I say this flick Shaft is a bad movie. Shut yo’ mouth.
* This filmography is not intended to be a comprehensive list of this artist’s work. Instead it reflects the films this person has been involved with that have been reviewed on this site.
A special edition of Thumbnails spotlighting coverage of the 2019 Cannes Film Festival.
A look back at one of the messiest awards seasons in Oscar history.
A look back at some of our favorite conversations from the past year, with both stars and filmmakers.
Our contributors share some of their favorite movies of 2018.
Tomris Laffly's picks for the best of 2018.
The best films of 2018, as chosen by Brian Tallerico.
The nominees for this year's Chicago Film Critics Association awards.
A look at an e-book of interviews and critical writing on one of the best films of 2018.
An article commemorating Project Involve's 25th anniversary, featuring reflections from Fellow-turned-acclaimed producer Effie T. Brown.
Matt writes: The 20th anniversary of Ebertfest will kick off tomorrow, April 18th, and run through Sunday, April 22nd, at the Virginia Theatre in Champaign, Illinois. Andrew Davis' classic edge-of-your-seat thriller, "The Fugitive," will open the festival, which features other beloved titles including "American Splendor" and "The Big Lebowski," as well as such trailblazing filmmakers as Ava DuVernay, Julie Dash, Amma Asante, Martha Coolidge and many more.
An interview with the director of You Were Never Really Here.
On the best films of the 2018 Sundance Film Festival.
A review of the newest from Lynne Ramsay.
A countdown of our most anticipated films coming this winter.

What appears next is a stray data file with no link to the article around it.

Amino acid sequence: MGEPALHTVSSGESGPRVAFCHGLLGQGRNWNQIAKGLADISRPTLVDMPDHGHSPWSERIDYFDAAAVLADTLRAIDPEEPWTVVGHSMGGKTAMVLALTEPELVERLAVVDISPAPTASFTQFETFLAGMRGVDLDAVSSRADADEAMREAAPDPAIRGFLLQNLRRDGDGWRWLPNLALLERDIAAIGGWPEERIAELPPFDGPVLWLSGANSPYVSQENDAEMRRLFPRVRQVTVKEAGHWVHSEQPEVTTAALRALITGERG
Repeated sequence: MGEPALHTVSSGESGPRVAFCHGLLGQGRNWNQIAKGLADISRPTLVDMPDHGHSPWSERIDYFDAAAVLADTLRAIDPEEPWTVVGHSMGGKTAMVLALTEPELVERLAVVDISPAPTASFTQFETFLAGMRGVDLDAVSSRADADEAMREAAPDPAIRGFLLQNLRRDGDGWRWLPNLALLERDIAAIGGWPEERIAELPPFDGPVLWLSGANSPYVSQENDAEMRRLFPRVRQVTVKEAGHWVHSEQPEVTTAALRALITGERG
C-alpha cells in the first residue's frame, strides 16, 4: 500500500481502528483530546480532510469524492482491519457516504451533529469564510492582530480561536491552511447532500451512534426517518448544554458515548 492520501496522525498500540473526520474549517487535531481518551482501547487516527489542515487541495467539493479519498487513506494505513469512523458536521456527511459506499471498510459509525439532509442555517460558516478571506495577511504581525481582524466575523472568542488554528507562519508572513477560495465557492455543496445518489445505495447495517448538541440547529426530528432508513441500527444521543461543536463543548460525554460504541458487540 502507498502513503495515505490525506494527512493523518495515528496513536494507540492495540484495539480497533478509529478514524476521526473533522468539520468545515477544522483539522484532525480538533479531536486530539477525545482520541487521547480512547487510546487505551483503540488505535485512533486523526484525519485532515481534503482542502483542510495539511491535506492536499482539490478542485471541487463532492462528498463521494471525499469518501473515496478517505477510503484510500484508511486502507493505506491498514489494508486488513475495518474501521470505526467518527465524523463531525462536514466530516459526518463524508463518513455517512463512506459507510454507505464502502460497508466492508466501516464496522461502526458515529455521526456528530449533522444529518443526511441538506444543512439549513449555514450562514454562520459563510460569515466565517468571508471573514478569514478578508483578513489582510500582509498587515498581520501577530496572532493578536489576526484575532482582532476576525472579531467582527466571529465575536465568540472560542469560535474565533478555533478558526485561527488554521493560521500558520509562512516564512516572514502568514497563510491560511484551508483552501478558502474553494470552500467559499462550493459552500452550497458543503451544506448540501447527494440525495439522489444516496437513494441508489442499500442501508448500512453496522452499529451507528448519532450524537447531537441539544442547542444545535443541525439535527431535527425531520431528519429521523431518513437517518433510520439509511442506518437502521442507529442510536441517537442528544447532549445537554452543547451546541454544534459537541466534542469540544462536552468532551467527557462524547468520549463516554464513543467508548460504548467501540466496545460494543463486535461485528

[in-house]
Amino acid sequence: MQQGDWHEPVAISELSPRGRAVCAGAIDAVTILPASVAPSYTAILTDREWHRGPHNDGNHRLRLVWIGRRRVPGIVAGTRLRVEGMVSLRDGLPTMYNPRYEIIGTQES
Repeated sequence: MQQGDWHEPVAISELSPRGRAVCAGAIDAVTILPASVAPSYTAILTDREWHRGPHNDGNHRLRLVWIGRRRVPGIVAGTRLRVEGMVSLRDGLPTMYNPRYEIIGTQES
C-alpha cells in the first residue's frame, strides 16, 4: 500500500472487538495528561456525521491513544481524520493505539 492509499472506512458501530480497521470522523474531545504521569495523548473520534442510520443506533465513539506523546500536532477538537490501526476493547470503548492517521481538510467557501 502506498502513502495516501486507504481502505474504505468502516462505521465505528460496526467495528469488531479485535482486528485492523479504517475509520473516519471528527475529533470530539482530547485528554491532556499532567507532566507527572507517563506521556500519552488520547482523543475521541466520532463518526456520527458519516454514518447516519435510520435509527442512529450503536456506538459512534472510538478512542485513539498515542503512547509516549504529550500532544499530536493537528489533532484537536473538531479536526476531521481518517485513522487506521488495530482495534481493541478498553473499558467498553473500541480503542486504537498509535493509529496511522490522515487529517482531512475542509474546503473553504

Matt writes: The 2017 Cannes Film Festival just came to a close on May 28th, and you can find our complete coverage of the highlights, lowlights and everything in between at RogerEbert.com. Our full roundup of written dispatches from Barbara Scharres and Ben Kenigsberg, as well our video reports from Chaz Ebert, can be located on our Cannes 2017 Table of Contents. You will find our thoughts on the latest work of filmmakers such as Noah Baumbach, Sofia Coppola, Michael Haneke, Michel Hazanavicius, Todd Haynes, Bong Joon-ho, Yorgos Lanthimos and Lynne Ramsay, as well as our coverage of the Netflix controversy that engulfed the Croisette.
Swedish director Ruben Ostlund's "The Square" won the Palme d'Or at the 70th Cannes Film Festival.
Ben Kenigsberg makes his predictions for the 2017 Cannes awards.
On the latest from Lynne Ramsay and Fatih Akin.
Matt writes: The 2017 Cannes Film Festival is nearly here! It will run from May 17th through the 28th, and RogerEbert.com will be providing in-depth coverage every step of the way, including our annual video reports from publisher Chaz Ebert. This year's selections include the latest work from such acclaimed filmmakers as Noah Baumbach, Sofia Coppola, Michael Haneke, Michel Hazanavicius, Todd Haynes, Bong Joon Ho, Yorgos Lanthimos and Lynne Ramsay.
A preview of the 2017 Cannes Film Festival.
A reposting of Tina Hassannia's article from Movie Mezzanine, and the response it received from Peter Becker, president of the Criterion Collection.
Susan Wloszczyna wonders if women at the helm might be just the thing to revitalize the foundering, repetitive comic-book movie genre.
A dinosaur that started on four legs and then graduated to two, just like humans; a Chinese poet writes about his experience of torture in prison; why all journalism is "advocacy journalism"; why it matters that 50 Shades of Grey will have a female director; a brief history of the president as action hero; the 50 essential lesbian, gay, bisexual and transgender movies; artist creates portraits of people she's never met via DNA samples from cigarette butts.
Ben Kenigsberg makes his predictions for Sunday night's Cannes awards.
Power is rarely discussed at Cannes, and it’s ostensibly all about art, although careers can hang on critics’ approval, and whether films are sold here, and to how many regions of the world. The annual jury press conference on the opening day is the first and foremost love-fest in which the concept of competition is downplayed and jurors find novel ways to sidestep the question of comparing one film to another in order to award the Palme d’Or in ten days.